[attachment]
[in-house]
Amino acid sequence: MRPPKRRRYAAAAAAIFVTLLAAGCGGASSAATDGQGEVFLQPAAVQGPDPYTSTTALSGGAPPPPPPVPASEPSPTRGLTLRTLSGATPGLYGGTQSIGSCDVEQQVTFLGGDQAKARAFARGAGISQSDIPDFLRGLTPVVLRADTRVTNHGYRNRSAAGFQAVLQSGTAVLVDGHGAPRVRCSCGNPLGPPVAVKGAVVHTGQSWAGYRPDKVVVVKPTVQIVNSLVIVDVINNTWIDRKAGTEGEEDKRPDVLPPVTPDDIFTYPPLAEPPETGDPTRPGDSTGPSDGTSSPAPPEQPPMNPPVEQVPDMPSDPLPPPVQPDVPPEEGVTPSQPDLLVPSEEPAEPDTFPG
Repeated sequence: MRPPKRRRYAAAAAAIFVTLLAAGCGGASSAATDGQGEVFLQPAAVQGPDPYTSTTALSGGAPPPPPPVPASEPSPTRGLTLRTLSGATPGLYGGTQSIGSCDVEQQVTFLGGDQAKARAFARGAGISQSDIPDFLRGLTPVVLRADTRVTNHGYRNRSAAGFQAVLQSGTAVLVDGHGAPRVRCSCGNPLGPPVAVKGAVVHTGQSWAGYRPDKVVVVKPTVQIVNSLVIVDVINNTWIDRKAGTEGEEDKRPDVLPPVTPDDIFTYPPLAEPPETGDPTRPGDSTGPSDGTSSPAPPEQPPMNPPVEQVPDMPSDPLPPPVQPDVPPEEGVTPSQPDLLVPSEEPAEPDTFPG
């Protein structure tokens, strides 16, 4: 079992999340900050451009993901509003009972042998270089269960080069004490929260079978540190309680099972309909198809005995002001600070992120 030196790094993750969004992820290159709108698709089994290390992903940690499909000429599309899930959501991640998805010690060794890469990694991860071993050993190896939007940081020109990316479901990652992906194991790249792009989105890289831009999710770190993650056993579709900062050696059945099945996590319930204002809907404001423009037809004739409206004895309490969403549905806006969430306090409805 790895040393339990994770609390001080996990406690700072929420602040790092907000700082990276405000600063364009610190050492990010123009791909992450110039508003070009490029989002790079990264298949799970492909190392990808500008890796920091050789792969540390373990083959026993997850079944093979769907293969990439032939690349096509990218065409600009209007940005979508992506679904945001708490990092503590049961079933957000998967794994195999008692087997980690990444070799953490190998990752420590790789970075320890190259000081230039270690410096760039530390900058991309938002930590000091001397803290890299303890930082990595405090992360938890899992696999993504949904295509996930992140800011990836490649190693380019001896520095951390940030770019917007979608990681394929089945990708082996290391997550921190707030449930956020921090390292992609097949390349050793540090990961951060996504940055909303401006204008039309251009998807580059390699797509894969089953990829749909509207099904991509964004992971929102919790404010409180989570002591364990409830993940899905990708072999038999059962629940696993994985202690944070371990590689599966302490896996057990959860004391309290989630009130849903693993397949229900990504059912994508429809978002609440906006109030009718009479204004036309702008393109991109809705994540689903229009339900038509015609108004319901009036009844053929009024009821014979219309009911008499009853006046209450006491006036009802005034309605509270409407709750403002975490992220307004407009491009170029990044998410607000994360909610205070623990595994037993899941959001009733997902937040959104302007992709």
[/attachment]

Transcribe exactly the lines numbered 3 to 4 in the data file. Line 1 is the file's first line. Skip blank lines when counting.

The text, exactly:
Repeated sequence: MRPPKRRRYAAAAAAIFVTLLAAGCGGASSAATDGQGEVFLQPAAVQGPDPYTSTTALSGGAPPPPPPVPASEPSPTRGLTLRTLSGATPGLYGGTQSIGSCDVEQQVTFLGGDQAKARAFARGAGISQSDIPDFLRGLTPVVLRADTRVTNHGYRNRSAAGFQAVLQSGTAVLVDGHGAPRVRCSCGNPLGPPVAVKGAVVHTGQSWAGYRPDKVVVVKPTVQIVNSLVIVDVINNTWIDRKAGTEGEEDKRPDVLPPVTPDDIFTYPPLAEPPETGDPTRPGDSTGPSDGTSSPAPPEQPPMNPPVEQVPDMPSDPLPPPVQPDVPPEEGVTPSQPDLLVPSEEPAEPDTFPG
């Protein structure tokens, strides 16, 4: 079992999340900050451009993901509003009972042998270089269960080069004490929260079978540190309680099972309909198809005995002001600070992120 030196790094993750969004992820290159709108698709089994290390992903940690499909000429599309899930959501991640998805010690060794890469990694991860071993050993190896939007940081020109990316479901990652992906194991790249792009989105890289831009999710770190993650056993579709900062050696059945099945996590319930204002809907404001423009037809004739409206004895309490969403549905806006969430306090409805 790895040393339990994770609390001080996990406690700072929420602040790092907000700082990276405000600063364009610190050492990010123009791909992450110039508003070009490029989002790079990264298949799970492909190392990808500008890796920091050789792969540390373990083959026993997850079944093979769907293969990439032939690349096509990218065409600009209007940005979508992506679904945001708490990092503590049961079933957000998967794994195999008692087997980690990444070799953490190998990752420590790789970075320890190259000081230039270690410096760039530390900058991309938002930590000091001397803290890299303890930082990595405090992360938890899992696999993504949904295509996930992140800011990836490649190693380019001896520095951390940030770019917007979608990681394929089945990708082996290391997550921190707030449930956020921090390292992609097949390349050793540090990961951060996504940055909303401006204008039309251009998807580059390699797509894969089953990829749909509207099904991509964004992971929102919790404010409180989570002591364990409830993940899905990708072999038999059962629940696993994985202690944070371990590689599966302490896996057990959860004391309290989630009130849903693993397949229900990504059912994508429809978002609440906006109030009718009479204004036309702008393109991109809705994540689903229009339900038509015609108004319901009036009844053929009024009821014979219309009911008499009853006046209450006491006036009802005034309605509270409407709750403002975490992220307004407009491009170029990044998410607000994360909610205070623990595994037993899941959001009733997902937040959104302007992709």